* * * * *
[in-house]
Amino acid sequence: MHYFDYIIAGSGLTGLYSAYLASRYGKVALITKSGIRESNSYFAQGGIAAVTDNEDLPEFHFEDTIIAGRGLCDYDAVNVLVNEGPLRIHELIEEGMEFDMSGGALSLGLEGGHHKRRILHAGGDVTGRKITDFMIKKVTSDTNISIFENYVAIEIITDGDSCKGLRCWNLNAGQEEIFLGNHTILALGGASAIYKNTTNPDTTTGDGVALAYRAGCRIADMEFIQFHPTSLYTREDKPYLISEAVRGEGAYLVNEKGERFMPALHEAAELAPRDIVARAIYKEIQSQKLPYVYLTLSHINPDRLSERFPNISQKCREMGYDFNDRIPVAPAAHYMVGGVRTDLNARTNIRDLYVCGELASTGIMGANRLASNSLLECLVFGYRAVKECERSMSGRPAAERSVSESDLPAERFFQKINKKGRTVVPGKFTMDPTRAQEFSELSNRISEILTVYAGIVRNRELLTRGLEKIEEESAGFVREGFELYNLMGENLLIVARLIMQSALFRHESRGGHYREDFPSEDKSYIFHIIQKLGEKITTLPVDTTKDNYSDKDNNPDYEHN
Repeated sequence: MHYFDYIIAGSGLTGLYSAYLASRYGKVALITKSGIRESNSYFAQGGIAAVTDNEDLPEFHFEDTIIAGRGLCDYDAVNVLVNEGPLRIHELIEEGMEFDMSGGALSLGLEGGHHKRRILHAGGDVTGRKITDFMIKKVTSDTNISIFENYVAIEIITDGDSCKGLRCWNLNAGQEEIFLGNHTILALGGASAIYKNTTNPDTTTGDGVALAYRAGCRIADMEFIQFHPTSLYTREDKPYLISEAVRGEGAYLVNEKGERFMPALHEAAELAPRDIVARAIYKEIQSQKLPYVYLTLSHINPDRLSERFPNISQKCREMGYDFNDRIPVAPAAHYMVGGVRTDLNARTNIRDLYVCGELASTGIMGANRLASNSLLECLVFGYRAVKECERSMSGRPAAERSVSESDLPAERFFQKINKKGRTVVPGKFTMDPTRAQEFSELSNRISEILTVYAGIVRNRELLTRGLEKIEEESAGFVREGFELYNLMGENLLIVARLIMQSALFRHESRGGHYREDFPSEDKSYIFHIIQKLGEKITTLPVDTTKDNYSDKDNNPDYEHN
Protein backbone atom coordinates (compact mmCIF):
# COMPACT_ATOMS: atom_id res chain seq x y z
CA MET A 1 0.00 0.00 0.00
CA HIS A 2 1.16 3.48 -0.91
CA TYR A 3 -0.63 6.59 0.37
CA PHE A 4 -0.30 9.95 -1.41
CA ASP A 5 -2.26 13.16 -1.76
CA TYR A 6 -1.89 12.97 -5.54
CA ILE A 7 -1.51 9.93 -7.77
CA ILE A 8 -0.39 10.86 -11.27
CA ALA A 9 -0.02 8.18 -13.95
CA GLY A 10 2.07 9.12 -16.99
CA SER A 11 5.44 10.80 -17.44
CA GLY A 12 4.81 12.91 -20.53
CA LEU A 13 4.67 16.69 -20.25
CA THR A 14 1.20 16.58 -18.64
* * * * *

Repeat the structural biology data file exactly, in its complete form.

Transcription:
[in-house]
Amino acid sequence: MHYFDYIIAGSGLTGLYSAYLASRYGKVALITKSGIRESNSYFAQGGIAAVTDNEDLPEFHFEDTIIAGRGLCDYDAVNVLVNEGPLRIHELIEEGMEFDMSGGALSLGLEGGHHKRRILHAGGDVTGRKITDFMIKKVTSDTNISIFENYVAIEIITDGDSCKGLRCWNLNAGQEEIFLGNHTILALGGASAIYKNTTNPDTTTGDGVALAYRAGCRIADMEFIQFHPTSLYTREDKPYLISEAVRGEGAYLVNEKGERFMPALHEAAELAPRDIVARAIYKEIQSQKLPYVYLTLSHINPDRLSERFPNISQKCREMGYDFNDRIPVAPAAHYMVGGVRTDLNARTNIRDLYVCGELASTGIMGANRLASNSLLECLVFGYRAVKECERSMSGRPAAERSVSESDLPAERFFQKINKKGRTVVPGKFTMDPTRAQEFSELSNRISEILTVYAGIVRNRELLTRGLEKIEEESAGFVREGFELYNLMGENLLIVARLIMQSALFRHESRGGHYREDFPSEDKSYIFHIIQKLGEKITTLPVDTTKDNYSDKDNNPDYEHN
Repeated sequence: MHYFDYIIAGSGLTGLYSAYLASRYGKVALITKSGIRESNSYFAQGGIAAVTDNEDLPEFHFEDTIIAGRGLCDYDAVNVLVNEGPLRIHELIEEGMEFDMSGGALSLGLEGGHHKRRILHAGGDVTGRKITDFMIKKVTSDTNISIFENYVAIEIITDGDSCKGLRCWNLNAGQEEIFLGNHTILALGGASAIYKNTTNPDTTTGDGVALAYRAGCRIADMEFIQFHPTSLYTREDKPYLISEAVRGEGAYLVNEKGERFMPALHEAAELAPRDIVARAIYKEIQSQKLPYVYLTLSHINPDRLSERFPNISQKCREMGYDFNDRIPVAPAAHYMVGGVRTDLNARTNIRDLYVCGELASTGIMGANRLASNSLLECLVFGYRAVKECERSMSGRPAAERSVSESDLPAERFFQKINKKGRTVVPGKFTMDPTRAQEFSELSNRISEILTVYAGIVRNRELLTRGLEKIEEESAGFVREGFELYNLMGENLLIVARLIMQSALFRHESRGGHYREDFPSEDKSYIFHIIQKLGEKITTLPVDTTKDNYSDKDNNPDYEHN
Protein backbone atom coordinates (compact mmCIF):
# COMPACT_ATOMS: atom_id res chain seq x y z
CA MET A 1 0.00 0.00 0.00
CA HIS A 2 1.16 3.48 -0.91
CA TYR A 3 -0.63 6.59 0.37
CA PHE A 4 -0.30 9.95 -1.41
CA ASP A 5 -2.26 13.16 -1.76
CA TYR A 6 -1.89 12.97 -5.54
CA ILE A 7 -1.51 9.93 -7.77
CA ILE A 8 -0.39 10.86 -11.27
CA ALA A 9 -0.02 8.18 -13.95
CA GLY A 10 2.07 9.12 -16.99
CA SER A 11 5.44 10.80 -17.44
CA GLY A 12 4.81 12.91 -20.53
CA LEU A 13 4.67 16.69 -20.25
CA THR A 14 1.20 16.58 -18.64